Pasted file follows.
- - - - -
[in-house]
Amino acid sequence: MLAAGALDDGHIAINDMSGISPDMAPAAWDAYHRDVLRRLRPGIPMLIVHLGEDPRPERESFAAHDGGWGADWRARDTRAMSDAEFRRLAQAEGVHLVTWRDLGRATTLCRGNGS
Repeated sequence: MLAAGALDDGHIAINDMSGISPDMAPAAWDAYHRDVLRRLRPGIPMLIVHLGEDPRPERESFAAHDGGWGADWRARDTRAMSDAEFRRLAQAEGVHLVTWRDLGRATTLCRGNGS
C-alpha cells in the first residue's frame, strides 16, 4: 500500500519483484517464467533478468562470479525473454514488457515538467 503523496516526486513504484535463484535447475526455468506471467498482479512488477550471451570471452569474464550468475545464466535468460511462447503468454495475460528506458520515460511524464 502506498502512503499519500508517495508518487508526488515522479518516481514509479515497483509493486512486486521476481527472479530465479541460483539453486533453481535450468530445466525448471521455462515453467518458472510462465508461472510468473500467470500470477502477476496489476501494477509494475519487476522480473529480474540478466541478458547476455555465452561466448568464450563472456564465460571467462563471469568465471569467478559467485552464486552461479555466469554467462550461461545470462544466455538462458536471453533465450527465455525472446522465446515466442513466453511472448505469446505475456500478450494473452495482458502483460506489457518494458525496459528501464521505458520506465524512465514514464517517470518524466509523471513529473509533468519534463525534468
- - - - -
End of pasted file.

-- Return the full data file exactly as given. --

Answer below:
[in-house]
Amino acid sequence: MLAAGALDDGHIAINDMSGISPDMAPAAWDAYHRDVLRRLRPGIPMLIVHLGEDPRPERESFAAHDGGWGADWRARDTRAMSDAEFRRLAQAEGVHLVTWRDLGRATTLCRGNGS
Repeated sequence: MLAAGALDDGHIAINDMSGISPDMAPAAWDAYHRDVLRRLRPGIPMLIVHLGEDPRPERESFAAHDGGWGADWRARDTRAMSDAEFRRLAQAEGVHLVTWRDLGRATTLCRGNGS
C-alpha cells in the first residue's frame, strides 16, 4: 500500500519483484517464467533478468562470479525473454514488457515538467 503523496516526486513504484535463484535447475526455468506471467498482479512488477550471451570471452569474464550468475545464466535468460511462447503468454495475460528506458520515460511524464 502506498502512503499519500508517495508518487508526488515522479518516481514509479515497483509493486512486486521476481527472479530465479541460483539453486533453481535450468530445466525448471521455462515453467518458472510462465508461472510468473500467470500470477502477476496489476501494477509494475519487476522480473529480474540478466541478458547476455555465452561466448568464450563472456564465460571467462563471469568465471569467478559467485552464486552461479555466469554467462550461461545470462544466455538462458536471453533465450527465455525472446522465446515466442513466453511472448505469446505475456500478450494473452495482458502483460506489457518494458525496459528501464521505458520506465524512465514514464517517470518524466509523471513529473509533468519534463525534468